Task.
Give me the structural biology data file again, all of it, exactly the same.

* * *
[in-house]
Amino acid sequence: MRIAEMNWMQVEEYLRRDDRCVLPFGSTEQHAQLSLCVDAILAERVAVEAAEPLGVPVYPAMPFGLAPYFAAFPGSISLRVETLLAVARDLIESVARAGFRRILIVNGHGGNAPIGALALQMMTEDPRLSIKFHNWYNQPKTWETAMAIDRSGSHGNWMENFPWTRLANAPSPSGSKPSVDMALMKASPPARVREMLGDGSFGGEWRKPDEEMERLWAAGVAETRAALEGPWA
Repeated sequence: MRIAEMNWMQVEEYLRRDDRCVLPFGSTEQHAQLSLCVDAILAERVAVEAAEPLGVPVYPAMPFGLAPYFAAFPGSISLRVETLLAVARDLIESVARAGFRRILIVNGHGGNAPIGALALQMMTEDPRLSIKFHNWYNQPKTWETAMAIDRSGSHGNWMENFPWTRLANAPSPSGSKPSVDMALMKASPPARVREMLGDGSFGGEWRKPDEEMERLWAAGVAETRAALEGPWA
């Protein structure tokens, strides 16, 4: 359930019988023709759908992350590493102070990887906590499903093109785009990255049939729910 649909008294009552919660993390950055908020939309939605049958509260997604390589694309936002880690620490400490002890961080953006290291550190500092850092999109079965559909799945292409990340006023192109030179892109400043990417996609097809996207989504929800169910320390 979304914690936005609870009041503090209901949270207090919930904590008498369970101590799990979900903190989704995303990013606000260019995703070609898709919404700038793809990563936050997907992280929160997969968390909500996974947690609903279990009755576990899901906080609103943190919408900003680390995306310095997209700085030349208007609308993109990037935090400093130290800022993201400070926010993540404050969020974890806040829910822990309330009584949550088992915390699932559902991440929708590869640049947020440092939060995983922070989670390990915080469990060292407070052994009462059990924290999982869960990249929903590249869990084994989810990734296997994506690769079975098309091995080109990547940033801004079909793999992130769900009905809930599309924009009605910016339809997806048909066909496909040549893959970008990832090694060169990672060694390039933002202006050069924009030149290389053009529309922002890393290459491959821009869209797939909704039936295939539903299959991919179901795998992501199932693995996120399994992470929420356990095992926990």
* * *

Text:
[in-house]
Amino acid sequence: MRIAEMNWMQVEEYLRRDDRCVLPFGSTEQHAQLSLCVDAILAERVAVEAAEPLGVPVYPAMPFGLAPYFAAFPGSISLRVETLLAVARDLIESVARAGFRRILIVNGHGGNAPIGALALQMMTEDPRLSIKFHNWYNQPKTWETAMAIDRSGSHGNWMENFPWTRLANAPSPSGSKPSVDMALMKASPPARVREMLGDGSFGGEWRKPDEEMERLWAAGVAETRAALEGPWA
Repeated sequence: MRIAEMNWMQVEEYLRRDDRCVLPFGSTEQHAQLSLCVDAILAERVAVEAAEPLGVPVYPAMPFGLAPYFAAFPGSISLRVETLLAVARDLIESVARAGFRRILIVNGHGGNAPIGALALQMMTEDPRLSIKFHNWYNQPKTWETAMAIDRSGSHGNWMENFPWTRLANAPSPSGSKPSVDMALMKASPPARVREMLGDGSFGGEWRKPDEEMERLWAAGVAETRAALEGPWA
């Protein structure tokens, strides 16, 4: 359930019988023709759908992350590493102070990887906590499903093109785009990255049939729910 649909008294009552919660993390950055908020939309939605049958509260997604390589694309936002880690620490400490002890961080953006290291550190500092850092999109079965559909799945292409990340006023192109030179892109400043990417996609097809996207989504929800169910320390 979304914690936005609870009041503090209901949270207090919930904590008498369970101590799990979900903190989704995303990013606000260019995703070609898709919404700038793809990563936050997907992280929160997969968390909500996974947690609903279990009755576990899901906080609103943190919408900003680390995306310095997209700085030349208007609308993109990037935090400093130290800022993201400070926010993540404050969020974890806040829910822990309330009584949550088992915390699932559902991440929708590869640049947020440092939060995983922070989670390990915080469990060292407070052994009462059990924290999982869960990249929903590249869990084994989810990734296997994506690769079975098309091995080109990547940033801004079909793999992130769900009905809930599309924009009605910016339809997806048909066909496909040549893959970008990832090694060169990672060694390039933002202006050069924009030149290389053009529309922002890393290459491959821009869209797939909704039936295939539903299959991919179901795998992501199932693995996120399994992470929420356990095992926990």